Ruminating on the end of Entourage

In a way, Entourage came full circle by the end of it all.

For a series that began with movie star Vince Chase moving to Hollywood with his three freeloading friends from Queens, NYC, the ending was decidedly logical.

While Vince moved to L.A. to work, his friends just came along for the ride. And what a ride it was.

The boys sitting courtside at a Lakers game.

For eight fun seasons, Eric, Turtle and Drama rode Vince’s coattails to the tune of matching Maseratis, exclusive Hollywood shindigs, countless girls who were way out of their league, exorbitant meals, free accommodation in sprawling Hollywood mansions and yes, career opportunities. So it made sense that the series wrap up with Vince helping out his buddies one last time.

In the series finale, he finally succeeds (thanks to $100,000) in getting his older brother and struggling actor Drama a lead role in a movie. He makes Turtle (the slacker of all slackers) a millionaire by buying back his stock in Avion, the tequila company he helped launch. And he makes an impassioned speech to E’s fiancee Sloan, convincing her to give his best friend one more chance.

The entire premise of the show revolved around a successful Vince and his three leaching friends. And, with the possible exception of E (who found his way more than the others), it ended that way too.

This is all well and good but what didn’t feel quite right is that it ended the way romantic comedies tend to end. You know the template: Boy meets girl, things go well, they hit a snag, there’s a montage showing them doing their own things, they overcome their differences, refall in love and live happily ever after.

With the exception of Turtle and Drama (who no one expected to find true love anyway), all the leading men’s storylines followed this path to the tee. Vince gets married to his so-called “true love.” E and Sloan get back together. And Vince’s ambitious agent Ari reconciles with his wife who we knew only as Mrs. Ari until the final episode. Bombshell: Her name is Melissa.

Out of all the reconciled relationships, this one felt the most rushed.

Not quite what I expected. For me, the beauty of the show was that it was fun, that it didn’t take itself too seriously. These guys were never supposed to settle down. They were destined to live life in the fast lane.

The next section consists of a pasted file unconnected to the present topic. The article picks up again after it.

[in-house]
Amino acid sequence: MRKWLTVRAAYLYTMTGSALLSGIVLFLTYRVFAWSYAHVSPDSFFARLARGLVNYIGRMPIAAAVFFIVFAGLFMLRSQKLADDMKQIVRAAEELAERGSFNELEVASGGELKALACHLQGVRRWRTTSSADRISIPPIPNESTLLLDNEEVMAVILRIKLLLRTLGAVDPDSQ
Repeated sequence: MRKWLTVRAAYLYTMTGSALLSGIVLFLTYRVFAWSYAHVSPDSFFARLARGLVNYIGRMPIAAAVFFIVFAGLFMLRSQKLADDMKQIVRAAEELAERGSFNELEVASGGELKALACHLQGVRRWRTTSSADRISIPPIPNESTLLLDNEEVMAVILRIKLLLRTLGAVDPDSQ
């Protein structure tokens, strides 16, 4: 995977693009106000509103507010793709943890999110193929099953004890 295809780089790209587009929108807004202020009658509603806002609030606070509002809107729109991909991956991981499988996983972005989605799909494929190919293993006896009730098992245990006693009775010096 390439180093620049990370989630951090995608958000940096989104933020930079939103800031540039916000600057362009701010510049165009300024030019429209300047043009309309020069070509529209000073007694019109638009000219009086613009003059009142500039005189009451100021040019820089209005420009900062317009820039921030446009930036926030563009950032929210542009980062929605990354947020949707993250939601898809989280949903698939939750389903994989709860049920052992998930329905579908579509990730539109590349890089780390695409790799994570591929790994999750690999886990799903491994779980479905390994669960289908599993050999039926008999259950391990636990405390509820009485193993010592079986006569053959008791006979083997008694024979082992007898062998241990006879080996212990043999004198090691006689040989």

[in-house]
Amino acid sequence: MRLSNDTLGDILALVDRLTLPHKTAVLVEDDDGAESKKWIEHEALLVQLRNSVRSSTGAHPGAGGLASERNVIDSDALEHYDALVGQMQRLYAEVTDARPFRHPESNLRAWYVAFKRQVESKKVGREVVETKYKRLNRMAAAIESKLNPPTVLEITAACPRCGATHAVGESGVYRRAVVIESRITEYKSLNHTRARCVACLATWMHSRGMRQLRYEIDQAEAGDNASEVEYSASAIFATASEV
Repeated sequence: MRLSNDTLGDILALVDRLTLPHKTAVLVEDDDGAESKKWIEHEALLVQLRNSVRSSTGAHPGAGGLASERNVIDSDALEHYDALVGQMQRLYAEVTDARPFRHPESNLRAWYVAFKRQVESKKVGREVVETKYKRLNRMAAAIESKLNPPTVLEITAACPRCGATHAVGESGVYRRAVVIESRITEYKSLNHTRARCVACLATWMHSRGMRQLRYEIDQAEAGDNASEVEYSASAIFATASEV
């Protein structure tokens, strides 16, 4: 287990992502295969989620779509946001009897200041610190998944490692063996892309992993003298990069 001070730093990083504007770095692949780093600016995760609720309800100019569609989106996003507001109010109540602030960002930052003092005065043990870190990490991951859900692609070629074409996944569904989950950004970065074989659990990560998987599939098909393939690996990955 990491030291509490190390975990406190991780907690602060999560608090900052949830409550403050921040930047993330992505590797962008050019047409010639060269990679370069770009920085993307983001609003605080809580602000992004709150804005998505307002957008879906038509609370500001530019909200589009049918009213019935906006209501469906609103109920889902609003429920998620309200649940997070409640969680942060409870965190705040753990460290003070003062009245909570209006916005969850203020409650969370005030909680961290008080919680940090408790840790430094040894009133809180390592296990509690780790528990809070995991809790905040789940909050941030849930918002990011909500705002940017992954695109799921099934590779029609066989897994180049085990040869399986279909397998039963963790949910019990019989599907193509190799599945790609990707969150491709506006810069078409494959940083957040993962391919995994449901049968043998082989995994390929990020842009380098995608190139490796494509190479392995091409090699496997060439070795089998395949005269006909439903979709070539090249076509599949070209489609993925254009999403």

Fans enjoyed watching them drive fast cars, hook up with girls, go to VIP parties with celebrities at every turn and take private jets across the world when they felt like it. We enjoyed tuning in and living vicariously through them for 22 minutes a week, then getting back to our own less exciting lives.

Yes, they made mistakes and hit snags along the way. But the one thing they could count on at the end of the day was each other. We weren’t so much interested in their emotional depth as their lack thereof. But one thing we always knew to be true was their love and trust in each other. Girls came and went but the boys stuck together.

I always thought this show had some great walking scenes.

Before the final episode aired, I might’ve guessed that Ari would work things out with his wife. And maybe E with Sloan. I didn’t see how they could reconcile THREE relationships in 22 minutes. But in a tying-up-the-loose-ends-free-for-all, they managed to do it. Ah well. There’s always the rumoured movie for these relationships to break down once again, reuniting the boys and bringing the show back to what made it so great in the first place.

Speaking of the movie, in case you missed it, there’s an Ari scene at the end of the credits of the last episode. He’s sipping wine with his wife on a sun-bathed terrace on the coast of what looks like the Mediterranean Sea when he gets a call offering him Chairman and CEO of the studio. If that doesn’t blatantly set up an Entourage movie, I don’t know what does.

By the way, with honourable mentions to Tony Soprano, Larry David, Jimmy McNulty and Nate Fisher, I would have to go with Ari Gold as my favourite HBO TV character of all time. Check out this video and see why:


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